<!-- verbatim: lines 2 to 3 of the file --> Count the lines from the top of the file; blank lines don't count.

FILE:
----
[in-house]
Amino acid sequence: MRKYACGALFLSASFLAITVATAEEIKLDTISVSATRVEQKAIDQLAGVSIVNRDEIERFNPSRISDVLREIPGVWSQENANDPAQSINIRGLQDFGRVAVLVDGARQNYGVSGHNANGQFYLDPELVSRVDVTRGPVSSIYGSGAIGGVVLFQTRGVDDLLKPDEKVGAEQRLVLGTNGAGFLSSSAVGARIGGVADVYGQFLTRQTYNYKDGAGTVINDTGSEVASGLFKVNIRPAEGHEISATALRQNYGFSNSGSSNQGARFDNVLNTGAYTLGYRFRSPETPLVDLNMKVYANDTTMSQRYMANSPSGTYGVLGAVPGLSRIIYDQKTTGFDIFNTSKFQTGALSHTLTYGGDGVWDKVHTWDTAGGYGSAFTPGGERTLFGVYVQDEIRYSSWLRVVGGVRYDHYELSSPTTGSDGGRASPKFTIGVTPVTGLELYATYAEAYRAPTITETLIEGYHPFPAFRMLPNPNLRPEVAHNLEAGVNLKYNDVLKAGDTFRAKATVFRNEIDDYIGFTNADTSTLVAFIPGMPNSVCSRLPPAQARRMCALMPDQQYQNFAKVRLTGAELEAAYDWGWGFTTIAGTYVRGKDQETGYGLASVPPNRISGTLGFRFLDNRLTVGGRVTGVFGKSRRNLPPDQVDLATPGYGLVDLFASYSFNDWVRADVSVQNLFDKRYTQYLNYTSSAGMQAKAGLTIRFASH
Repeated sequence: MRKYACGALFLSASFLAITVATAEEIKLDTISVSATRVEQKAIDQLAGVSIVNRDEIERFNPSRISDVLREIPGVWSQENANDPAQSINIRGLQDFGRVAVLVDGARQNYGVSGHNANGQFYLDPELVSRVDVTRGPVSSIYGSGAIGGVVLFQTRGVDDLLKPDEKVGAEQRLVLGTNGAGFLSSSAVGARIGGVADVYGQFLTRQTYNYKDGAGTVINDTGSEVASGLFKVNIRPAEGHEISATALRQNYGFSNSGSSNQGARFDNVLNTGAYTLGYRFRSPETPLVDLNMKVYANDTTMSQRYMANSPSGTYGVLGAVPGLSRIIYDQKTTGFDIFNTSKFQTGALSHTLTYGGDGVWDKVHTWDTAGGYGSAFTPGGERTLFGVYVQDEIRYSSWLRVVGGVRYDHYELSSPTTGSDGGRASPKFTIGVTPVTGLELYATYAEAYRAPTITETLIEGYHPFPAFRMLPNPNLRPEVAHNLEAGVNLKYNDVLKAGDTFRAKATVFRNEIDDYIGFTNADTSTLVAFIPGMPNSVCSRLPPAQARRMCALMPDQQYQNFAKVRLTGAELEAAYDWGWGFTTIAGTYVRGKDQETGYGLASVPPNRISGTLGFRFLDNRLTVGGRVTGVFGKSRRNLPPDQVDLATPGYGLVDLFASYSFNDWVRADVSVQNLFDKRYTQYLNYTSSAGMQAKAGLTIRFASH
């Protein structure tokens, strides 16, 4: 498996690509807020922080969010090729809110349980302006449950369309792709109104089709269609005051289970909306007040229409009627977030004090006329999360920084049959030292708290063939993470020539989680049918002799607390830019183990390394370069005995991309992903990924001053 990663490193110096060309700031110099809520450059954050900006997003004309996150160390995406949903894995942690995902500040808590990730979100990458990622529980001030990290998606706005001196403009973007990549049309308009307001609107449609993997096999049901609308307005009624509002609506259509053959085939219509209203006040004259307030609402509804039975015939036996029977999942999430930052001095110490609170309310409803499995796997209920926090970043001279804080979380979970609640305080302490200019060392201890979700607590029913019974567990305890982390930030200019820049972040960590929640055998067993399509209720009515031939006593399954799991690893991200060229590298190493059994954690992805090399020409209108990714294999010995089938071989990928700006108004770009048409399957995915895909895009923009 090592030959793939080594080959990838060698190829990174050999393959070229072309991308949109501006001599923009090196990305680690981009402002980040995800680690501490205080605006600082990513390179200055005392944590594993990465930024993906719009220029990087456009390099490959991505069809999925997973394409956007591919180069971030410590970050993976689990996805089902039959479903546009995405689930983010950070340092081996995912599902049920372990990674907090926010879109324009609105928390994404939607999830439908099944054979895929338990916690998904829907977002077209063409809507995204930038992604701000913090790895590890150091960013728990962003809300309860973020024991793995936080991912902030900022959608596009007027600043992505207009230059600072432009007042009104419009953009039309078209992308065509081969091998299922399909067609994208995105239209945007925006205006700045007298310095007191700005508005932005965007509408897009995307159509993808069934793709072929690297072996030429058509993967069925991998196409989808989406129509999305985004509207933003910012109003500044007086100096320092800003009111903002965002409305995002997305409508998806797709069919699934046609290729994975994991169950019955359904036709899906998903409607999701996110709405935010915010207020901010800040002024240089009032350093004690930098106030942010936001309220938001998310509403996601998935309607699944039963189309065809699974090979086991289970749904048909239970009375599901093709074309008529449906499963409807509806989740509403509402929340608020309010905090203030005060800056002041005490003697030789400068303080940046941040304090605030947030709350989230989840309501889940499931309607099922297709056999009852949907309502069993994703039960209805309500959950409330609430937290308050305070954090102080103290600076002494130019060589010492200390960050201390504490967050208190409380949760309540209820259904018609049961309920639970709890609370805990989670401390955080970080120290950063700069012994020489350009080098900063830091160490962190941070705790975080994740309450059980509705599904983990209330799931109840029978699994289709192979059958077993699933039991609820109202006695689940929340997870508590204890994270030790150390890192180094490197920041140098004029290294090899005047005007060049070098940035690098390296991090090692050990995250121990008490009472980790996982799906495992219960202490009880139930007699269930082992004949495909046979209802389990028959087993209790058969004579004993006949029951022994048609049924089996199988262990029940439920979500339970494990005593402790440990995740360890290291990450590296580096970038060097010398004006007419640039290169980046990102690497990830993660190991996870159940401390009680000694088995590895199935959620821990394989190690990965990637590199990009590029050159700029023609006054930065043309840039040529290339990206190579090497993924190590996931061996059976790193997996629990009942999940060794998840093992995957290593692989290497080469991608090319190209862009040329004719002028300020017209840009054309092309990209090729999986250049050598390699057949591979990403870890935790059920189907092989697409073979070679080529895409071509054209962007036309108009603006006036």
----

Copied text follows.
Amino acid sequence: MRKYACGALFLSASFLAITVATAEEIKLDTISVSATRVEQKAIDQLAGVSIVNRDEIERFNPSRISDVLREIPGVWSQENANDPAQSINIRGLQDFGRVAVLVDGARQNYGVSGHNANGQFYLDPELVSRVDVTRGPVSSIYGSGAIGGVVLFQTRGVDDLLKPDEKVGAEQRLVLGTNGAGFLSSSAVGARIGGVADVYGQFLTRQTYNYKDGAGTVINDTGSEVASGLFKVNIRPAEGHEISATALRQNYGFSNSGSSNQGARFDNVLNTGAYTLGYRFRSPETPLVDLNMKVYANDTTMSQRYMANSPSGTYGVLGAVPGLSRIIYDQKTTGFDIFNTSKFQTGALSHTLTYGGDGVWDKVHTWDTAGGYGSAFTPGGERTLFGVYVQDEIRYSSWLRVVGGVRYDHYELSSPTTGSDGGRASPKFTIGVTPVTGLELYATYAEAYRAPTITETLIEGYHPFPAFRMLPNPNLRPEVAHNLEAGVNLKYNDVLKAGDTFRAKATVFRNEIDDYIGFTNADTSTLVAFIPGMPNSVCSRLPPAQARRMCALMPDQQYQNFAKVRLTGAELEAAYDWGWGFTTIAGTYVRGKDQETGYGLASVPPNRISGTLGFRFLDNRLTVGGRVTGVFGKSRRNLPPDQVDLATPGYGLVDLFASYSFNDWVRADVSVQNLFDKRYTQYLNYTSSAGMQAKAGLTIRFASH
Repeated sequence: MRKYACGALFLSASFLAITVATAEEIKLDTISVSATRVEQKAIDQLAGVSIVNRDEIERFNPSRISDVLREIPGVWSQENANDPAQSINIRGLQDFGRVAVLVDGARQNYGVSGHNANGQFYLDPELVSRVDVTRGPVSSIYGSGAIGGVVLFQTRGVDDLLKPDEKVGAEQRLVLGTNGAGFLSSSAVGARIGGVADVYGQFLTRQTYNYKDGAGTVINDTGSEVASGLFKVNIRPAEGHEISATALRQNYGFSNSGSSNQGARFDNVLNTGAYTLGYRFRSPETPLVDLNMKVYANDTTMSQRYMANSPSGTYGVLGAVPGLSRIIYDQKTTGFDIFNTSKFQTGALSHTLTYGGDGVWDKVHTWDTAGGYGSAFTPGGERTLFGVYVQDEIRYSSWLRVVGGVRYDHYELSSPTTGSDGGRASPKFTIGVTPVTGLELYATYAEAYRAPTITETLIEGYHPFPAFRMLPNPNLRPEVAHNLEAGVNLKYNDVLKAGDTFRAKATVFRNEIDDYIGFTNADTSTLVAFIPGMPNSVCSRLPPAQARRMCALMPDQQYQNFAKVRLTGAELEAAYDWGWGFTTIAGTYVRGKDQETGYGLASVPPNRISGTLGFRFLDNRLTVGGRVTGVFGKSRRNLPPDQVDLATPGYGLVDLFASYSFNDWVRADVSVQNLFDKRYTQYLNYTSSAGMQAKAGLTIRFASH